For Windows users, please click Windows(ZIP file). For Mac and Linux users, please select the corresponding link for your operating system.

Once downloaded, extract the files to a directory of your choice. Once extracted, open the directory. It should look like the image below:


2.Install the Driver

Take your provided USB cable and connect one end to the Arduino UNO and the other to the computer. Once connected, the power indicator light (marked with ON) on the arduino UNO will turn on.

Open “Control Panel” and navigate to “Device Manager” to set up the drivers.

Navigate to “Other Devices” > “Arduino-xx” Right-click this and then select “Update the Driver Software”.


You will then see a dialog box pop up. Select the second item “Manually Search for Drivers”. A browse window will appear requiring you to point it to the correct directory.


Navigate the browse dialog to your Arduino directory. Inside this directory, there is a subfolder called “driver” where the Arduino drivers are stored. Select this directory and then click NEXT.


Keep clicking “Next” until the software installation is complete.

If the dialog box below appears, installation of the driver software is complete!

Return to the “Device Manager”. The computer will have assigned a serial port to the Arduino. (COM#)



3.Introduction to Arduino IDE

Inside your Arduino directory, open the Arduino IDE executable. The application will open and the code editing interface will appear.


If you wish to change the language of the interface, select “File” and then “Preferences” to open preferences.


The dialog box shown below will pop up. Select “Editor Language”, choose your language and then click OK.

Close Arduino IDE and then reopen it. Now the editing interface has the language that you chose. 

Let’s check out this IDE. You will encounter it often in the future.

The Arduino IDE software allows you to edit and upload code to the Arduino. The Arduino microcontroller only runs when the code has been uploaded to it. If we compare the Arduino to a human being, the code is equivalent to the mind, and the hardware – the Arduino – is equivalent to the body. The mind controls body movements, and the hardware cannot run without code. 

The interface shown in the picture above is where you’ll write and upload code within Arduino IDE. The blank area is for code editing. Notice that you should switch your input method to English-language before you edit code. Messages shown in the black area below will inform you when your code is compiled or uploaded.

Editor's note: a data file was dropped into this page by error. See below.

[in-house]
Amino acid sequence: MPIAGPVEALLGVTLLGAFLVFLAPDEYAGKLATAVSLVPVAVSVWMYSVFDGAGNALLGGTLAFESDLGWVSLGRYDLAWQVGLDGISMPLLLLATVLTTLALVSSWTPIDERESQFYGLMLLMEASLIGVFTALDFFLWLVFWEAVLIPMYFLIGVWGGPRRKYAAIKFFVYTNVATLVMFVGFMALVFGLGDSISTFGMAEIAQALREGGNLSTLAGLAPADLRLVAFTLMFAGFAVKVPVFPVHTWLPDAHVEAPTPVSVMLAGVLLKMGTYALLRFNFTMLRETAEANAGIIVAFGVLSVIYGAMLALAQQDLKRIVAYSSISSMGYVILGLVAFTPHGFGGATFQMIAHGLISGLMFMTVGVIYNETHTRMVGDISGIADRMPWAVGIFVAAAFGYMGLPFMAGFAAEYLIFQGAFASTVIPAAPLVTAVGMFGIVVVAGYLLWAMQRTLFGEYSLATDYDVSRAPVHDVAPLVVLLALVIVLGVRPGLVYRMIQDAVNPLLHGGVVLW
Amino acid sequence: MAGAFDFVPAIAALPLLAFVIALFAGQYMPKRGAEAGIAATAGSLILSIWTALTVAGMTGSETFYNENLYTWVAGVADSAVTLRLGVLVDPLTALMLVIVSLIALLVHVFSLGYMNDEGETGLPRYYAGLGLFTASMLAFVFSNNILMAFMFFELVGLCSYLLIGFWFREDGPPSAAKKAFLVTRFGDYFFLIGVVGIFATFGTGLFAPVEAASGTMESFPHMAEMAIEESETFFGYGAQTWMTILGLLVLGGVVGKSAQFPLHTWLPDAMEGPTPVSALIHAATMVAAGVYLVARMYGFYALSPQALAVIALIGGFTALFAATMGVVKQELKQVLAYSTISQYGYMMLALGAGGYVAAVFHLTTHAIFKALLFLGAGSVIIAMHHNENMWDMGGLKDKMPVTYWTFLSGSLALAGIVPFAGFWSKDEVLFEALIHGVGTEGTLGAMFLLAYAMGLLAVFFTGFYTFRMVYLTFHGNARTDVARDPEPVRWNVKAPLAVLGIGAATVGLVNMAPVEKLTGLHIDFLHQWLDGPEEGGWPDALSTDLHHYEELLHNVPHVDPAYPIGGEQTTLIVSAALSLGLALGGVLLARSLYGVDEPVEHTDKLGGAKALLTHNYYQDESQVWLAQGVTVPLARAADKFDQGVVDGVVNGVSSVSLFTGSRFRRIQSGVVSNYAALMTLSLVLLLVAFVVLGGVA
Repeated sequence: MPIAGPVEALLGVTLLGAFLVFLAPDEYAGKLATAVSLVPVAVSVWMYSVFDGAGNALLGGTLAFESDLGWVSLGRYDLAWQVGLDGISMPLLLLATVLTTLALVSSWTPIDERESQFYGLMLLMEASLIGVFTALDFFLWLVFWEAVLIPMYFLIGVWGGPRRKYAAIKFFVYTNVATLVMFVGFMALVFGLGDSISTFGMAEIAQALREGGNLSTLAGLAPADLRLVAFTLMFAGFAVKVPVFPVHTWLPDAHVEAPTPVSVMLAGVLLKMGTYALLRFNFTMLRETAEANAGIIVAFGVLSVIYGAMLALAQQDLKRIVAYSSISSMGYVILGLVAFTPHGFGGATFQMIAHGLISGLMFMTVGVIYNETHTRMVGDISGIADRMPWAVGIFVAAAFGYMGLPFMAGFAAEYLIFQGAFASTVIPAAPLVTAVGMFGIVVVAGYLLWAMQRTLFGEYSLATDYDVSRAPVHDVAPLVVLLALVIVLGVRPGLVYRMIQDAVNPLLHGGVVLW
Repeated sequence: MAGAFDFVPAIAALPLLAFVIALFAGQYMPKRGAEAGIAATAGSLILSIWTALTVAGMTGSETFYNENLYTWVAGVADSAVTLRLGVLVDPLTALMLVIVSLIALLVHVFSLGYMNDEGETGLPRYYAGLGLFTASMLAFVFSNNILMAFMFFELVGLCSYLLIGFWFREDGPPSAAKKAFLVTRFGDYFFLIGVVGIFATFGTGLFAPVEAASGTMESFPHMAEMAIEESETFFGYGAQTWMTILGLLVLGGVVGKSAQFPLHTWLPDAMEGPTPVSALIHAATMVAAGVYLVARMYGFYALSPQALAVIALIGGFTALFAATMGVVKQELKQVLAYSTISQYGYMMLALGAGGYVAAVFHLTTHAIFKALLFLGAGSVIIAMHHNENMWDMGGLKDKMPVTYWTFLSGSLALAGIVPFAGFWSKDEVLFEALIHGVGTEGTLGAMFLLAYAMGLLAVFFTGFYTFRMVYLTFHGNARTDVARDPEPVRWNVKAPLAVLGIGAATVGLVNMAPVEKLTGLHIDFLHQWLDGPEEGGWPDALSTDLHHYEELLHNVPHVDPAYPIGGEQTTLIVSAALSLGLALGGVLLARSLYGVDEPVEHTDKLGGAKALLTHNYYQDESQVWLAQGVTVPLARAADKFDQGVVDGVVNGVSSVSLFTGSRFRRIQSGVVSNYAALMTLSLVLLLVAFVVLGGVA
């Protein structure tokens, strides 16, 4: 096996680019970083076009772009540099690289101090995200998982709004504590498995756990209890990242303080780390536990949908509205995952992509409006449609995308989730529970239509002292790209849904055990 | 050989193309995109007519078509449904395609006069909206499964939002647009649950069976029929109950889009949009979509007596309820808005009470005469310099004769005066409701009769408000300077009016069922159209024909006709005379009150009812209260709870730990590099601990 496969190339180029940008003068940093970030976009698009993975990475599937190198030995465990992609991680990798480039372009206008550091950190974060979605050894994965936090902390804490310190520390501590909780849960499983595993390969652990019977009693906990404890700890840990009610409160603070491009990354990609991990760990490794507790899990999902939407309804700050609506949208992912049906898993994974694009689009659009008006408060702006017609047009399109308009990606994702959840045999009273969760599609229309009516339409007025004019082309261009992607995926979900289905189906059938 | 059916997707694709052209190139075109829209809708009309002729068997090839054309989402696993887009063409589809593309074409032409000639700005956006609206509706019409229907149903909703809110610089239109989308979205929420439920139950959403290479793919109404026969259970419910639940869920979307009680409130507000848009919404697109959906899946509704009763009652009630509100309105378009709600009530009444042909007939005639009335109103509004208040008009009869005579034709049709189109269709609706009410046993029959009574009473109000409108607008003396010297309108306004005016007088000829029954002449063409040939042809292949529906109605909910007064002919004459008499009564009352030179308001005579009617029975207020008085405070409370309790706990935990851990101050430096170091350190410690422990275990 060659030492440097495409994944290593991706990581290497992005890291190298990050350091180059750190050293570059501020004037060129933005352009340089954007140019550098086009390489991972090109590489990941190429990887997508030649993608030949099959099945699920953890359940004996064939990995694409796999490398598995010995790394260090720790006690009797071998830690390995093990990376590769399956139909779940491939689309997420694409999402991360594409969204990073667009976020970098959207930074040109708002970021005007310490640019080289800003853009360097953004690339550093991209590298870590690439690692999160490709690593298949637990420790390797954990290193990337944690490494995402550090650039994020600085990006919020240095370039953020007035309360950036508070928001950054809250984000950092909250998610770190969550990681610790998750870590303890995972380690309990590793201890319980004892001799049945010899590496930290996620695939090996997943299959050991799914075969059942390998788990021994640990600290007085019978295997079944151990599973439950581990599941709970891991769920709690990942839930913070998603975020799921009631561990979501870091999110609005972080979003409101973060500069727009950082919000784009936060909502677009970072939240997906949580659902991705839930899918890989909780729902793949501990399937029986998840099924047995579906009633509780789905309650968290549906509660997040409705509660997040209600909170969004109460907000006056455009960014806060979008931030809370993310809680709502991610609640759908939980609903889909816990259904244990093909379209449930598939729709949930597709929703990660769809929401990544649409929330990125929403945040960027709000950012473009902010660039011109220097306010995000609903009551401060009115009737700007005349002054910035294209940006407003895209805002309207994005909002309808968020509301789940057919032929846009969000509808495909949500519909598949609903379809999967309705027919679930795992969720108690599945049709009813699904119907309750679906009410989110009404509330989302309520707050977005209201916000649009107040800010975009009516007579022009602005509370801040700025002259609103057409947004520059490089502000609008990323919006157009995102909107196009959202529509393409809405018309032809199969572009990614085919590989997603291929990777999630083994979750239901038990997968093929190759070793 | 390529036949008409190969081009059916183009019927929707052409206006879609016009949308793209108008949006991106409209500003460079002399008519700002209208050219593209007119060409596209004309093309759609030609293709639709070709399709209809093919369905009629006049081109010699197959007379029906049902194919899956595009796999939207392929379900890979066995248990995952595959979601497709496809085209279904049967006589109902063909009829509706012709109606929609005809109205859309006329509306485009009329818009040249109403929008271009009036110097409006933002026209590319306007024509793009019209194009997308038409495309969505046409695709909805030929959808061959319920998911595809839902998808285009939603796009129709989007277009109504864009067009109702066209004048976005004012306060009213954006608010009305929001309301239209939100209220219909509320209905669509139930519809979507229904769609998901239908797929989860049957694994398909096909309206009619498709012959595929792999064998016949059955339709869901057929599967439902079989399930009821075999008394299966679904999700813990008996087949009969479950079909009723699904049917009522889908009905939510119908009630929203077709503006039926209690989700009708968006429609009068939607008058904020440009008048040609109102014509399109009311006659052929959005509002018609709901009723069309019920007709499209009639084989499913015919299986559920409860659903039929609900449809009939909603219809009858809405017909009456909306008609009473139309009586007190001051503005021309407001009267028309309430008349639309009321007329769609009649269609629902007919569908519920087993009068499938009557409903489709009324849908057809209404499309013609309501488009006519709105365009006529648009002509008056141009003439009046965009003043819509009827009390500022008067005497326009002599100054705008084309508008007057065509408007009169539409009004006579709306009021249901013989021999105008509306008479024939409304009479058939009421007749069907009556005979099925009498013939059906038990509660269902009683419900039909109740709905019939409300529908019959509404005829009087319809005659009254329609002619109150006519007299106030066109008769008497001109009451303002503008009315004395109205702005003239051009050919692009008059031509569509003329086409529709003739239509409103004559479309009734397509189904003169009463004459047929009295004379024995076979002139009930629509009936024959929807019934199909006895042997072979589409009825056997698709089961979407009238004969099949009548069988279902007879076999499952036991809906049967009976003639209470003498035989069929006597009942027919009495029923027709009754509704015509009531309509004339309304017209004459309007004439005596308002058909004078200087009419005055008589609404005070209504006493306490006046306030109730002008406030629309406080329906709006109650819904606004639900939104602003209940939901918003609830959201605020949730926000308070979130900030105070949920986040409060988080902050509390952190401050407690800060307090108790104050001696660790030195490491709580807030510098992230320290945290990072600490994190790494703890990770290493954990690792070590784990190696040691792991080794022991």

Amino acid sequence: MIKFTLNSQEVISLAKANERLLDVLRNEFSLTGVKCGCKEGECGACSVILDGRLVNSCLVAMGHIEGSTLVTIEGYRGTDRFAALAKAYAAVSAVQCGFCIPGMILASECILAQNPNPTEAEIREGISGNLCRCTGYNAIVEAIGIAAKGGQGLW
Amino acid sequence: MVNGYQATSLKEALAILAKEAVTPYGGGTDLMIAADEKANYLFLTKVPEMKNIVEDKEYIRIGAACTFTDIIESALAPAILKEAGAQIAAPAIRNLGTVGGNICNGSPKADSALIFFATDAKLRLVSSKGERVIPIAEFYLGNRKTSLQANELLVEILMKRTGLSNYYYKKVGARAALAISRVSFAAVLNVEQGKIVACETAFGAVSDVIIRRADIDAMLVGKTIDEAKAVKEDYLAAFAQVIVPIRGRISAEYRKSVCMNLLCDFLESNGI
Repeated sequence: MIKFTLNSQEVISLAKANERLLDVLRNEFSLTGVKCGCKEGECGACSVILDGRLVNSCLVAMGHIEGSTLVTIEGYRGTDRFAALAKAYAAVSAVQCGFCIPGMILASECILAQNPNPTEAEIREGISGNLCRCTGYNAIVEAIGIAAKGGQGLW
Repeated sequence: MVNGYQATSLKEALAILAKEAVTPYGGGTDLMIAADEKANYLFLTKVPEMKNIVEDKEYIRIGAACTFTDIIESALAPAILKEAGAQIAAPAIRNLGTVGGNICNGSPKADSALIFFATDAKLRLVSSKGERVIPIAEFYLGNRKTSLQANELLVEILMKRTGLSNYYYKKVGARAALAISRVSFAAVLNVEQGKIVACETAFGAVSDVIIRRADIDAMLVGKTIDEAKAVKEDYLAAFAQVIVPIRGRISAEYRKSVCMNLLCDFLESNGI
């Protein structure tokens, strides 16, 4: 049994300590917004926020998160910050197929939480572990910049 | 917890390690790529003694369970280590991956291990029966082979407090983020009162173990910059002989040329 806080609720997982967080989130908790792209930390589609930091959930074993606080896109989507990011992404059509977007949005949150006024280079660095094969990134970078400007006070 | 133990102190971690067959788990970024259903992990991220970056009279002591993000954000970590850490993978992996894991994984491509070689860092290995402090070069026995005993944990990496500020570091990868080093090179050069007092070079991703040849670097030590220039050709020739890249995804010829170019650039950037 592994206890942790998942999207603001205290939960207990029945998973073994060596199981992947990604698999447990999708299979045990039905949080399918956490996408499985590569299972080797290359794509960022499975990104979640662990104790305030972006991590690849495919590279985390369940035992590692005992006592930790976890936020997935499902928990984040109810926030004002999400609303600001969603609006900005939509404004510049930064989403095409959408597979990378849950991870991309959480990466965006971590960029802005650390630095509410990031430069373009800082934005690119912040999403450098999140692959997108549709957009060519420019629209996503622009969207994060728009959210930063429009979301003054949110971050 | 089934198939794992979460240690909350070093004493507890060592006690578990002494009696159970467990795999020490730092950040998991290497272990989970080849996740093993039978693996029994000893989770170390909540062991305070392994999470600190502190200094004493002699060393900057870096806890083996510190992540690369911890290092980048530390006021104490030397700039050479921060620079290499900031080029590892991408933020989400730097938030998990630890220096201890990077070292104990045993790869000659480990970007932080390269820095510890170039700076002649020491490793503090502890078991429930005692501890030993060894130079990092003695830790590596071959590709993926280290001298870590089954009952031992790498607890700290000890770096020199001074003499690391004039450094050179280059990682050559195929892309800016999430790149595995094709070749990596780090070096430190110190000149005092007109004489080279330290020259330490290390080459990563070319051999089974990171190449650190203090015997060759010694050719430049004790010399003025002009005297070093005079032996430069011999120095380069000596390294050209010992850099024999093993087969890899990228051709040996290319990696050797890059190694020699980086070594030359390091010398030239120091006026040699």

4.Upload a Blink Program

Upload a simple code sample to get familiar with the uploading process and to test the Arduino. This code will turn on the “L” LED light on the UNO board. The location of the “L” LED is shown in the diagram.

Connect your computer to the Arduino via the USB.


In the Arduino IDE, go to “File” > “Examples” > “01.Basics” > “Blink”. This will open the blink program. This code simply makes an LED blink on the Arduino board.

As this is an example code, there will be no mistakes. When we write code ourselves we can click “Verify” to check if there are any errors. Try it now.

This green bar shows the verifying process.

Verification completed!

Before code is uploaded to the Ardunio, the IDE will automatically verify it. The code will not upload if there are errors in it.

Before we can upload code, we need to tell the computer where the code is going to. In the Arduino IDE, we need to select which Arduino board we are using and its corresponding serial port.

Navigate to “Tools” > “Board” and select “Arduino UNO” from the list. The board is selected!

Now select the serial (COM) port. Navigate to “Tools” > “Port” and your available COM ports will be listed. Usually this is “COM” followed by a number. Select the available port.

In our example, COM36 is connected.

We should now be able to upload code to the Arduino!

Click upload in the IDE. The code will verify and then upload.

Uploading completed. The board will automatically reset and the code will execute. Is the light blinking?

This concludes the blink tutorial. We hope it was helpful.

If you have any questions, please feel free to comment.
There is also another arduino starter kit for you to choose.


Related category: arduino kits > education kits
Next Arduino Tutorial: Arduino Intermediate Kit Tutorial 2: What Makes Our Devices “Alive”?